On depth of field
Tuesday, December 16, 2008 | Permalink
For my first entry in my new blogging effort I'm going to talk about depth of field, which is a particularly interesting subject given both my graphics programming and photography interests. My former boss Andreas Thorsén
sent me this interesting blog post
on the subject.
First thing first, I agree with Vincent that "current depth of field effects in games fall short of delivering the same cinematic emotion as movies and TV", or as I would put it: they generally suck. My pet peeve with depth of field as typically implemented is that there's no smooth transition between sharp and out of focus areas. Many games implement depth of field by taking the framebuffer and blurring it. Then the sharpness is controlled by linearly interpolating between the sharp and blurry image. This is generally cheap, especially since you probably already have a blurred version of the framebuffer around anyway for other posteffects such as bloom. However, except in the fully sharp and fully blurry areas the quality leaves a lot of be desired. Object edges aren't going to be smoothly blurred, but instead you'll see a sharp edge with some sort of halo blended on top of it. Not exactly what you want. What you really want is a blur kernel with an adjustable radius. Unfortunately, that's also a lot more expensive.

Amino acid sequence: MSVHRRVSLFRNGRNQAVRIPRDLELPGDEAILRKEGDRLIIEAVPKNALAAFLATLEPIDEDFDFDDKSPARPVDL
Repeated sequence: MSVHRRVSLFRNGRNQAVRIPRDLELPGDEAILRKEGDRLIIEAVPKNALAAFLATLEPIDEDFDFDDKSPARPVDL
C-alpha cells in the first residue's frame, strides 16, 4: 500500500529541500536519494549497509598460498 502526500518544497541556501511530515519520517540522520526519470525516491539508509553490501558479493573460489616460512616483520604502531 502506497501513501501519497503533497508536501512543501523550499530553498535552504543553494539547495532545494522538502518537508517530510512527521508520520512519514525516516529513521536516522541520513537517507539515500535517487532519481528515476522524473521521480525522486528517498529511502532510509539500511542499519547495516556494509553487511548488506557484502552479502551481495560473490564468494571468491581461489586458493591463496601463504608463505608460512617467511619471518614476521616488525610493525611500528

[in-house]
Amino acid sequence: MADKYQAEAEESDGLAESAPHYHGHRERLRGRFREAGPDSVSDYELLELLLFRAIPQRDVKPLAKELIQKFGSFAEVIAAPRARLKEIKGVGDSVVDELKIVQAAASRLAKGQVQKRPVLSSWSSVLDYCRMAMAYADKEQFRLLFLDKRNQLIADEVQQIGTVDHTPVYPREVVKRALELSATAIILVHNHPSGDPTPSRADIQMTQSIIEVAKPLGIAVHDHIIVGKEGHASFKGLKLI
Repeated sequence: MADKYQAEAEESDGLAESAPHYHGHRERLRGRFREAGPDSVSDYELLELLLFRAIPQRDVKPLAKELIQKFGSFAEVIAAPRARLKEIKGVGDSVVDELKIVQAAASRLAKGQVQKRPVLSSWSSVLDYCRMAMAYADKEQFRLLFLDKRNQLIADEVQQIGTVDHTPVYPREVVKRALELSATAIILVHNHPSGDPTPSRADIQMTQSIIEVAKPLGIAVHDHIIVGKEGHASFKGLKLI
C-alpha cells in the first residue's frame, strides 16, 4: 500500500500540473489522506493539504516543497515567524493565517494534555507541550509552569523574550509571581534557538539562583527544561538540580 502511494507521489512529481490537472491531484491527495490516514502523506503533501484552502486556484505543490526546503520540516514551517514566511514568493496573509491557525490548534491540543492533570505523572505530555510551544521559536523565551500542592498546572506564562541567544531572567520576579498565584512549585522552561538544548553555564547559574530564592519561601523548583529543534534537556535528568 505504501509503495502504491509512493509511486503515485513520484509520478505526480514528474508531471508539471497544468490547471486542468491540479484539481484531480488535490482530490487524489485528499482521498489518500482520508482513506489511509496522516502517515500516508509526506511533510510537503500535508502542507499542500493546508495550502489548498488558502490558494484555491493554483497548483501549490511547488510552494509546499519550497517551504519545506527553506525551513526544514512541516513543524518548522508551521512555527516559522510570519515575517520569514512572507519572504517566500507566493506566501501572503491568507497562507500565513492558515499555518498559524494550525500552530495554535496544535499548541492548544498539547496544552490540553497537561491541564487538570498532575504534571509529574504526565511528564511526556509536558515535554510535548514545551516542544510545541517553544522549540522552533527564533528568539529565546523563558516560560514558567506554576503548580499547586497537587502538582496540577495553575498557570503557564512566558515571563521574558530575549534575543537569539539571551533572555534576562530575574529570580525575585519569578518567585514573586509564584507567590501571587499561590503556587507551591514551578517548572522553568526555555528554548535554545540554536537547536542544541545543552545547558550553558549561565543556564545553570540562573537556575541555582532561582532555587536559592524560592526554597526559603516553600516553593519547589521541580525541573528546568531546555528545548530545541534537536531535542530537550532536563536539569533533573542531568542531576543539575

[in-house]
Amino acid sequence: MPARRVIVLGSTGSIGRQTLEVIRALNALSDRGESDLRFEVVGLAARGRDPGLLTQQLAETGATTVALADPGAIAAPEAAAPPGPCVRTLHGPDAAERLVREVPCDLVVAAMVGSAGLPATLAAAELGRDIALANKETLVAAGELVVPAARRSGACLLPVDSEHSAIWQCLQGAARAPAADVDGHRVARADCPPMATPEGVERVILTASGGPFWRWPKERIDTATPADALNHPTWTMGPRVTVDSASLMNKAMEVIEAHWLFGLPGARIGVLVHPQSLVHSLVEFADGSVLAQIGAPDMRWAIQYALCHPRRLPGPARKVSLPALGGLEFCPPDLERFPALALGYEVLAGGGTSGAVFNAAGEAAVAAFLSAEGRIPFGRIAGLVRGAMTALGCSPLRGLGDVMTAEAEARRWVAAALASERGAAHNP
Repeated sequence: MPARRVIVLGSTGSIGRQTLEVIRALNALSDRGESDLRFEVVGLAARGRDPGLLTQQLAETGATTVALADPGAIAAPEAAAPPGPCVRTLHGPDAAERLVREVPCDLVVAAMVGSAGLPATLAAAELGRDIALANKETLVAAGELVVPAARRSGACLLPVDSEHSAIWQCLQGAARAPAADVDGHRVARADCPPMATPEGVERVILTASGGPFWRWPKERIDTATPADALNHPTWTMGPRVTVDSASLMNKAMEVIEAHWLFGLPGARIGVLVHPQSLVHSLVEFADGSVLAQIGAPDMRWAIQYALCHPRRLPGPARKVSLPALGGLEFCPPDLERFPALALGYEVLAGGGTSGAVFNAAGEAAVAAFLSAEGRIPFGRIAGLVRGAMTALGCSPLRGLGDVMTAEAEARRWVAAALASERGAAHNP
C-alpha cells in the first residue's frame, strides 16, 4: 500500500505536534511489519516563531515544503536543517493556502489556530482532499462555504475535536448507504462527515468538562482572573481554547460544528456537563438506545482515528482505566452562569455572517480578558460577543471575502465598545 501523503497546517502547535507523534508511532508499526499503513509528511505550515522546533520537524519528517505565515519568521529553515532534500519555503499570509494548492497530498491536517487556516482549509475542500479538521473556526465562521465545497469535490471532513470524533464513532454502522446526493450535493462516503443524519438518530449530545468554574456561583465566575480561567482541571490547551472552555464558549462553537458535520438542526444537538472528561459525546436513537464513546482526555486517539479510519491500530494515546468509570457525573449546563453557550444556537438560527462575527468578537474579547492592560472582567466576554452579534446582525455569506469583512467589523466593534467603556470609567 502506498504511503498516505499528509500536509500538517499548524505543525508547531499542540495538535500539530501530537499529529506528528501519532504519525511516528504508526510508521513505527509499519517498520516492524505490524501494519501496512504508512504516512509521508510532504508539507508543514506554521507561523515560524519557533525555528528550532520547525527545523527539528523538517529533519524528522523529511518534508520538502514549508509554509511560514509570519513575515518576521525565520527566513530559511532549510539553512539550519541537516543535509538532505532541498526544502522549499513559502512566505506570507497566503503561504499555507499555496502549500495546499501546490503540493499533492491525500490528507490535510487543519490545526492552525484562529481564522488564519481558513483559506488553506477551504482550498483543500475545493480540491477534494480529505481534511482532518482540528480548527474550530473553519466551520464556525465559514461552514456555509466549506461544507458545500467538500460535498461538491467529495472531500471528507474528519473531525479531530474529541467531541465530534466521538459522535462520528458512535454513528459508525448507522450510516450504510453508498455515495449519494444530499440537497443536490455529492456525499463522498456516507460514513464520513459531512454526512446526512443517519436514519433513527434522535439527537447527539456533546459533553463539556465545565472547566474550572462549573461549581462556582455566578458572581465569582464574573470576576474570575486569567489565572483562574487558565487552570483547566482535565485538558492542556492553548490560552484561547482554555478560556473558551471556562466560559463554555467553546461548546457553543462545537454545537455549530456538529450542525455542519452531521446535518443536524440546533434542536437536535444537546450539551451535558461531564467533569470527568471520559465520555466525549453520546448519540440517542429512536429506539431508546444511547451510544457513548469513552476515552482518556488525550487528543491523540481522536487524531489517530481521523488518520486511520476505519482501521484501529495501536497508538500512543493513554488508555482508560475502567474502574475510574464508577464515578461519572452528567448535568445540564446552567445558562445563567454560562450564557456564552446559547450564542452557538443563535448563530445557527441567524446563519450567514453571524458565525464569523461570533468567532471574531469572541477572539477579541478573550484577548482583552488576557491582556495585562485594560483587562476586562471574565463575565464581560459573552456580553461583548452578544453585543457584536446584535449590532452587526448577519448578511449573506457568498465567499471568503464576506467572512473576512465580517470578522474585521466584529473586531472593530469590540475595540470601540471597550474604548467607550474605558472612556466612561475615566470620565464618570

Now that wasn't what Vincent complained about in his post on the subject. He is complaining that the bokeh (that's "out of focus blur" for you non-photographers) in games isn't anywhere close to what you see in movies or on TV. Instead of the gaussian blur that's commonly applied by games he's suggesting a filter similar to "lens blur" in Photoshop with disc shaped blobs of out of focus light sources. Personally I'm not convinced this is better though. Even though this is the result you'll see in most photos it's not exactly "the gold standard" either. Many photographers (including myself) considers this an artifact, just like for instance lens-flares. Not that that has ever stopped game developers from adding it to their games.
The shape of the blobs depends on the aperture of the lens. Lenses with adjustable aperture generally are created by a bunch blades. The higher the number of blades the closer to a circle the aperture will be. On a cheap lens you might see something like an octagon shape whereas with more expensive lenses it will look almost circular. The reason you're seeing a blob rather that something softer like a gaussian falloff is because the aperture has hard eges. The question is if that's desirable. Producers of highend lenses tend to not agree. Hence there are some highend lenses that contain special elements in order to produce softer bokeh and remove the blob effect, like for instance this one
. If you compare the 80-200@F4.5 and 135 STF@F4.5 example images on that site I'm sure most will agree with me that the latter is the better looking image.
With that said, what's best is of course highly subjective. I'm sure there are people that prefer blobbier bokeh, and other lens artifacts such as flares, vignetting, scratches etc. has been used for artistic reasons before. Since people are used to seeing blobby bokeh I'm sure that effect has its place too.
Wednesday, December 17, 2008
I think blog entries are a great addition to the site. Keep up the good work!
Sunday, January 4, 2009
This is a bit late of a post (don't check this site often) But I find the blue on yellow a bit hard to read for lots of text (as other people has said an RSS feed would be great as then I could use whatever color I liked)